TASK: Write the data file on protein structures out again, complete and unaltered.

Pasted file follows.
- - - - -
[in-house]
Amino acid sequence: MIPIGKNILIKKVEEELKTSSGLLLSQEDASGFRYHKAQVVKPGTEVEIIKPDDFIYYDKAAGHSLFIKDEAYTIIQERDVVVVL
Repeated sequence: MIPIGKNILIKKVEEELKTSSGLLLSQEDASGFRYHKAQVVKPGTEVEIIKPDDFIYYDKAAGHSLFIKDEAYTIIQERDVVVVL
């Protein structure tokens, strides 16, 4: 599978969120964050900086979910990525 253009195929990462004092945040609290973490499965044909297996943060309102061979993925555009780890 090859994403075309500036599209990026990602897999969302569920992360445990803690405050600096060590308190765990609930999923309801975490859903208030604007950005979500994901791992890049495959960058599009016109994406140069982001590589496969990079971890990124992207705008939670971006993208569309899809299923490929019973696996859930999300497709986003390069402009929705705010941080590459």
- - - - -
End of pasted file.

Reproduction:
[in-house]
Amino acid sequence: MIPIGKNILIKKVEEELKTSSGLLLSQEDASGFRYHKAQVVKPGTEVEIIKPDDFIYYDKAAGHSLFIKDEAYTIIQERDVVVVL
Repeated sequence: MIPIGKNILIKKVEEELKTSSGLLLSQEDASGFRYHKAQVVKPGTEVEIIKPDDFIYYDKAAGHSLFIKDEAYTIIQERDVVVVL
């Protein structure tokens, strides 16, 4: 599978969120964050900086979910990525 253009195929990462004092945040609290973490499965044909297996943060309102061979993925555009780890 090859994403075309500036599209990026990602897999969302569920992360445990803690405050600096060590308190765990609930999923309801975490859903208030604007950005979500994901791992890049495959960058599009016109994406140069982001590589496969990079971890990124992207705008939670971006993208569309899809299923490929019973696996859930999300497709986003390069402009929705705010941080590459």